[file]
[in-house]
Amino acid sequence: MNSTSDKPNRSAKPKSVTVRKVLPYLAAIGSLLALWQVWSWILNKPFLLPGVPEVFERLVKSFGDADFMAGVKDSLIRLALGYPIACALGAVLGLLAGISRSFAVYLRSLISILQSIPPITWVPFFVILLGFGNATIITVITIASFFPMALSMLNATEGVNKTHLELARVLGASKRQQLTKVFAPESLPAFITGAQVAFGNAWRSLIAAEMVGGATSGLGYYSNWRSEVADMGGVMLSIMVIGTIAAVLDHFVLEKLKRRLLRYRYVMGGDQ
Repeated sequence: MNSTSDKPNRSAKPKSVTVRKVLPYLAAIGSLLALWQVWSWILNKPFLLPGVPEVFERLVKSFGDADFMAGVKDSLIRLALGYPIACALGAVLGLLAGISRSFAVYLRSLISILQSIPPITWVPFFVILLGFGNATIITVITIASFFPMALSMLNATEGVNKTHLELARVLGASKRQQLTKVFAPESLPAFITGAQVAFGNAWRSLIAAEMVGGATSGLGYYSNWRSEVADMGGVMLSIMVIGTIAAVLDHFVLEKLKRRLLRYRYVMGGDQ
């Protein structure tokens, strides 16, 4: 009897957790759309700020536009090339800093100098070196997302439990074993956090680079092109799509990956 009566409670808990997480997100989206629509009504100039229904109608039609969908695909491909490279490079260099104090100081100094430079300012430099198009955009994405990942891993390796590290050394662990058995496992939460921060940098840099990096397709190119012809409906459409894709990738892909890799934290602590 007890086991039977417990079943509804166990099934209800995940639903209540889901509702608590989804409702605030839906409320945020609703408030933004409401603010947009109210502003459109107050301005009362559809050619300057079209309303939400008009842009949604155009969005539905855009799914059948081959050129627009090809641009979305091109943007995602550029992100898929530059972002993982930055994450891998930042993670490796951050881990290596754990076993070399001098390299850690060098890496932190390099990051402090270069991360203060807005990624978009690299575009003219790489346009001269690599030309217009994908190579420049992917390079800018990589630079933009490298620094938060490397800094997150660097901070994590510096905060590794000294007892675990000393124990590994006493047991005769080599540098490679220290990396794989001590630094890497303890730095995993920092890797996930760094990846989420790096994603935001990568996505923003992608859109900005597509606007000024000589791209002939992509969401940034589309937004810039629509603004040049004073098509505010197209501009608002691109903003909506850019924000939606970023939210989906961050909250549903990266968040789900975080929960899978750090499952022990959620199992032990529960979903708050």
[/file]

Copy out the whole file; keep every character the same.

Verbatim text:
[in-house]
Amino acid sequence: MNSTSDKPNRSAKPKSVTVRKVLPYLAAIGSLLALWQVWSWILNKPFLLPGVPEVFERLVKSFGDADFMAGVKDSLIRLALGYPIACALGAVLGLLAGISRSFAVYLRSLISILQSIPPITWVPFFVILLGFGNATIITVITIASFFPMALSMLNATEGVNKTHLELARVLGASKRQQLTKVFAPESLPAFITGAQVAFGNAWRSLIAAEMVGGATSGLGYYSNWRSEVADMGGVMLSIMVIGTIAAVLDHFVLEKLKRRLLRYRYVMGGDQ
Repeated sequence: MNSTSDKPNRSAKPKSVTVRKVLPYLAAIGSLLALWQVWSWILNKPFLLPGVPEVFERLVKSFGDADFMAGVKDSLIRLALGYPIACALGAVLGLLAGISRSFAVYLRSLISILQSIPPITWVPFFVILLGFGNATIITVITIASFFPMALSMLNATEGVNKTHLELARVLGASKRQQLTKVFAPESLPAFITGAQVAFGNAWRSLIAAEMVGGATSGLGYYSNWRSEVADMGGVMLSIMVIGTIAAVLDHFVLEKLKRRLLRYRYVMGGDQ
């Protein structure tokens, strides 16, 4: 009897957790759309700020536009090339800093100098070196997302439990074993956090680079092109799509990956 009566409670808990997480997100989206629509009504100039229904109608039609969908695909491909490279490079260099104090100081100094430079300012430099198009955009994405990942891993390796590290050394662990058995496992939460921060940098840099990096397709190119012809409906459409894709990738892909890799934290602590 007890086991039977417990079943509804166990099934209800995940639903209540889901509702608590989804409702605030839906409320945020609703408030933004409401603010947009109210502003459109107050301005009362559809050619300057079209309303939400008009842009949604155009969005539905855009799914059948081959050129627009090809641009979305091109943007995602550029992100898929530059972002993982930055994450891998930042993670490796951050881990290596754990076993070399001098390299850690060098890496932190390099990051402090270069991360203060807005990624978009690299575009003219790489346009001269690599030309217009994908190579420049992917390079800018990589630079933009490298620094938060490397800094997150660097901070994590510096905060590794000294007892675990000393124990590994006493047991005769080599540098490679220290990396794989001590630094890497303890730095995993920092890797996930760094990846989420790096994603935001990568996505923003992608859109900005597509606007000024000589791209002939992509969401940034589309937004810039629509603004040049004073098509505010197209501009608002691109903003909506850019924000939606970023939210989906961050909250549903990266968040789900975080929960899978750090499952022990959620199992032990529960979903708050």